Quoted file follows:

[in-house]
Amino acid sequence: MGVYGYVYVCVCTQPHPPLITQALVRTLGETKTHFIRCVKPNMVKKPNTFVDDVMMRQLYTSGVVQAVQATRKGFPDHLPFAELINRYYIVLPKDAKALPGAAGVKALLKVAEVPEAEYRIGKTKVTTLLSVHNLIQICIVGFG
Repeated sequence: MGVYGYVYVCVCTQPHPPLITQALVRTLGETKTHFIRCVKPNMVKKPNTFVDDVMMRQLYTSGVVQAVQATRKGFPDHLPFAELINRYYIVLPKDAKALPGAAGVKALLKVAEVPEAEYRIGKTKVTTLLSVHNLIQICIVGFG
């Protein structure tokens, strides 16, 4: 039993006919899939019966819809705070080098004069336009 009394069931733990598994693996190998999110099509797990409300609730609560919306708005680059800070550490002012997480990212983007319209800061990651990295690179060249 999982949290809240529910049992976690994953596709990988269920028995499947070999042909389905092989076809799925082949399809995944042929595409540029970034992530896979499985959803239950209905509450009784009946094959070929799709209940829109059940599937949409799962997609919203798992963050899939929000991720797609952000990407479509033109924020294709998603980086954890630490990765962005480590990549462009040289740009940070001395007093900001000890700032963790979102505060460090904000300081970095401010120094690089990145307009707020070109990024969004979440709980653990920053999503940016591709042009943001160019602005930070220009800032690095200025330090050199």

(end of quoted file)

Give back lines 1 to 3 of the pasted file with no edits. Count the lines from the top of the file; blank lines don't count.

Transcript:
[in-house]
Amino acid sequence: MGVYGYVYVCVCTQPHPPLITQALVRTLGETKTHFIRCVKPNMVKKPNTFVDDVMMRQLYTSGVVQAVQATRKGFPDHLPFAELINRYYIVLPKDAKALPGAAGVKALLKVAEVPEAEYRIGKTKVTTLLSVHNLIQICIVGFG
Repeated sequence: MGVYGYVYVCVCTQPHPPLITQALVRTLGETKTHFIRCVKPNMVKKPNTFVDDVMMRQLYTSGVVQAVQATRKGFPDHLPFAELINRYYIVLPKDAKALPGAAGVKALLKVAEVPEAEYRIGKTKVTTLLSVHNLIQICIVGFG